In hell's prison, inmates fear their vicious guards. A new prisoner, 'Princess', is no exception. She arrives seemingly out of nowhere, dressed only in a crow's feathers coat, and reveals her dark and supernatural nature, moving objects with the power of her mind and displaying feats of supernatural strength. The prisoner's dream of escape but in the end, they realise that the entire prison, inside and out, is a terrifying mirror game, where reality and illusion collide, and nightmares become real, throwing them into an endless vortex of terror and madness.
Mild spoilers follow ...
- Curse of the Crows review by NP
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You rated this film: 4
This intriguing supernatural horror hits the ground running from the opening moments and doesn’t let up until the final credits have finished rolling. In a lengthy pre-credit sequence, we are made familiar with the inmates of an unspecified gothic prison where a character called Skinny is being tortured by two perennial guards. The rules seem to be set for what is to come: people who have been brutally sinful in life are taken away and maimed and killed brutally. After we are introduced to the motley crew of prisoners – a new inmate arrives.
‘Princess’ is an intriguing, enigmatic character, played with brilliant intensity and sensuality by Tiffany Shepis. At times it seems she could be more than human, a saviour, or a witch. At one moment, she appears to have been killed, but after a period of self-healing, transcends death. Is she just another prisoner, or is she somehow in league with the Eastern European sadists who act as prison officers? Certainly they seem in awe of her, even afraid. Or is her position above them?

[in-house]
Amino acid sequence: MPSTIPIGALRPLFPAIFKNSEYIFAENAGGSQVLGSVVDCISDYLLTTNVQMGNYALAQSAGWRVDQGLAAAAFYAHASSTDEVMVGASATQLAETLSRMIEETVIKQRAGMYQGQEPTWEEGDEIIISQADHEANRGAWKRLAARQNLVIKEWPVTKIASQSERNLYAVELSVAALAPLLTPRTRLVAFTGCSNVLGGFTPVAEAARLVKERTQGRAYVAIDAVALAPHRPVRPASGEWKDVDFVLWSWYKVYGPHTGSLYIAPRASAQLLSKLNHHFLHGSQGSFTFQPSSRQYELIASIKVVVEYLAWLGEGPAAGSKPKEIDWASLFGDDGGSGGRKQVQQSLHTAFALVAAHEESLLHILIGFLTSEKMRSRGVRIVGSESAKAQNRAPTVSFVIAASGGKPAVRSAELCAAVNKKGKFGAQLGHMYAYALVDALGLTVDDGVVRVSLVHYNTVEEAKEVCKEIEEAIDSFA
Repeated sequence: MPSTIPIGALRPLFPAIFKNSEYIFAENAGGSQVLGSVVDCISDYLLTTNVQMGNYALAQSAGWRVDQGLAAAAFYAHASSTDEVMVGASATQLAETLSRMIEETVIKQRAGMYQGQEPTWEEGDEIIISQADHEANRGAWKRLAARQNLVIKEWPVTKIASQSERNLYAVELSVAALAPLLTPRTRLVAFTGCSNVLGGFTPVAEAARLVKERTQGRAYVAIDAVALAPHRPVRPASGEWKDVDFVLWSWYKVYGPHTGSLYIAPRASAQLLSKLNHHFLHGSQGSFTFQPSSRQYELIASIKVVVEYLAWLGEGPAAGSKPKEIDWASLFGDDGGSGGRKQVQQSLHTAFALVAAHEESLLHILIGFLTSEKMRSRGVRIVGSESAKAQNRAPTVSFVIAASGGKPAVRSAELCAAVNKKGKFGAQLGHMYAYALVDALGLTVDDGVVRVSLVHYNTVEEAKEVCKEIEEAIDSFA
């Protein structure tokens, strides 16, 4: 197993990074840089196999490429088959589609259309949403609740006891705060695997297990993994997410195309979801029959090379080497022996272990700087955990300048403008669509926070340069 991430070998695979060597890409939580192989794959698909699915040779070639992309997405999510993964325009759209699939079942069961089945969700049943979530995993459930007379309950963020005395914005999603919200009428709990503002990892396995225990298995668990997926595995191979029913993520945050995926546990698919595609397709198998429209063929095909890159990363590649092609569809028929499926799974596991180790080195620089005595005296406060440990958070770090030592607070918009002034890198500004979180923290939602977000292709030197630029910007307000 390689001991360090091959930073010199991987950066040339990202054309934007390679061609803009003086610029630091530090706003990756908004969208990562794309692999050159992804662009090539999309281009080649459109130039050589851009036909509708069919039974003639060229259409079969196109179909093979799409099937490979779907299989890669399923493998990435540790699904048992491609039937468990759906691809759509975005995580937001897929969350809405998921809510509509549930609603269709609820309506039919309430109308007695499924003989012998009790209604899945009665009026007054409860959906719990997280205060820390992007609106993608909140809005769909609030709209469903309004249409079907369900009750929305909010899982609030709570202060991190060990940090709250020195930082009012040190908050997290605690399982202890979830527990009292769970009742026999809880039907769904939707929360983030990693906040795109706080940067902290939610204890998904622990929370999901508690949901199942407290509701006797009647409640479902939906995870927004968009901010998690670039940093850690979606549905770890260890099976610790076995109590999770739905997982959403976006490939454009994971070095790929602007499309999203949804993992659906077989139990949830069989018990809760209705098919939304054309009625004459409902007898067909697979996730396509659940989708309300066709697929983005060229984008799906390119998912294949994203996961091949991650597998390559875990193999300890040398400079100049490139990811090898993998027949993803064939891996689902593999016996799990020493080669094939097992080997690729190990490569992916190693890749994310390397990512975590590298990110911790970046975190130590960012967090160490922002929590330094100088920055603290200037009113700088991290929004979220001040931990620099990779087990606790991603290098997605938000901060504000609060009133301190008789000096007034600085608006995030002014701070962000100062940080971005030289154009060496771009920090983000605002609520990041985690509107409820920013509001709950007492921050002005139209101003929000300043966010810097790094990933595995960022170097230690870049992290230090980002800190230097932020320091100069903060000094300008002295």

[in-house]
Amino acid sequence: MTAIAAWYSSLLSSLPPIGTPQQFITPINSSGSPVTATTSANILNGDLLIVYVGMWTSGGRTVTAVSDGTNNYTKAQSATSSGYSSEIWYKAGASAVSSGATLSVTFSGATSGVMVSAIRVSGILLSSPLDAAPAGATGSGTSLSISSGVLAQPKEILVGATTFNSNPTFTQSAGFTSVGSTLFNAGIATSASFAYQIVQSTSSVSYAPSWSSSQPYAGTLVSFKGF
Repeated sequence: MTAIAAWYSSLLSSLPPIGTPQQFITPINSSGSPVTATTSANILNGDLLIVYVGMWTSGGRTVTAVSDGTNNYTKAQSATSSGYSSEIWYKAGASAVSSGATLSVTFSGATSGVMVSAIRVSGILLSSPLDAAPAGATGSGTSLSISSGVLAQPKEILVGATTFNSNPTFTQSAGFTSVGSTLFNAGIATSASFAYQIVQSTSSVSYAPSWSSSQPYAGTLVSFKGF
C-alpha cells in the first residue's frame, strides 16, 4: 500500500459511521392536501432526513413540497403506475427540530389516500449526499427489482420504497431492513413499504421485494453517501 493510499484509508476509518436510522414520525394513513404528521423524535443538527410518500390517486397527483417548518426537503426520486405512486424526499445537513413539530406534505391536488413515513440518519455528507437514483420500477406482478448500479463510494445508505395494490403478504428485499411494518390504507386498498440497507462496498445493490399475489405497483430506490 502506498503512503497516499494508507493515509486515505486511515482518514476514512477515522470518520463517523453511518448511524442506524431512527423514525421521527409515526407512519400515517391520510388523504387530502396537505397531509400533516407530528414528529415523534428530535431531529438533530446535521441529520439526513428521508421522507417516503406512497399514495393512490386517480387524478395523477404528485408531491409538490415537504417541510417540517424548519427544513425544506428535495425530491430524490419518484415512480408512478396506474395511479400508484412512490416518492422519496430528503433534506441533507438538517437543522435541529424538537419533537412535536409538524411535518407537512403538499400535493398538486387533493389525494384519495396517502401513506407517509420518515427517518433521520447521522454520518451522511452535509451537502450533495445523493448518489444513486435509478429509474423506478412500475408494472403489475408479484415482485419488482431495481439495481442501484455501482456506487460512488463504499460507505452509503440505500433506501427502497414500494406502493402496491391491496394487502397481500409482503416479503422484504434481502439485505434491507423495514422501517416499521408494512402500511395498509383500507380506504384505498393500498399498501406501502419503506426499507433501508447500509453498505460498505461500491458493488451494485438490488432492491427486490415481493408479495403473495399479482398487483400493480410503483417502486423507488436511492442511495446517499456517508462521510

Each inmate’s former crimes are investigated in flashback, until ultimately, we (kind of) learn who (or what) Princess is, and what is her relationship to the blind Charlie (Gerry Shanahan). When they come, the explanations are ambiguous all round, to say the least.
I thoroughly enjoyed this. It has a compelling story to tell, and wastes no time in telling it. The direction is wonderfully creepy (cameras linger lovingly over rusted, dirty surroundings or fast-track across forbidding skies underlining the sense of bleakness). There are plenty of gory moments for those who enjoy such things, although a lot of the violence is there seemingly for the sake of it – the comically vile character of Spoon (Emanuele Cerman), for example, has little to do with the overall structure, but is no less enjoyable because of that. The ending, which threads its way through even the end titles, suggests that the narrative is ongoing and will continue as long as evil exists in humanity, which indicates the stark prison cells will never be empty. Such whirlwind pacing right up until the end does leave the viewer wondering exactly what they have just witnessed, but (for me at least) in an appreciative way, and a way that invites moments from the film to linger in the mind long afterwards.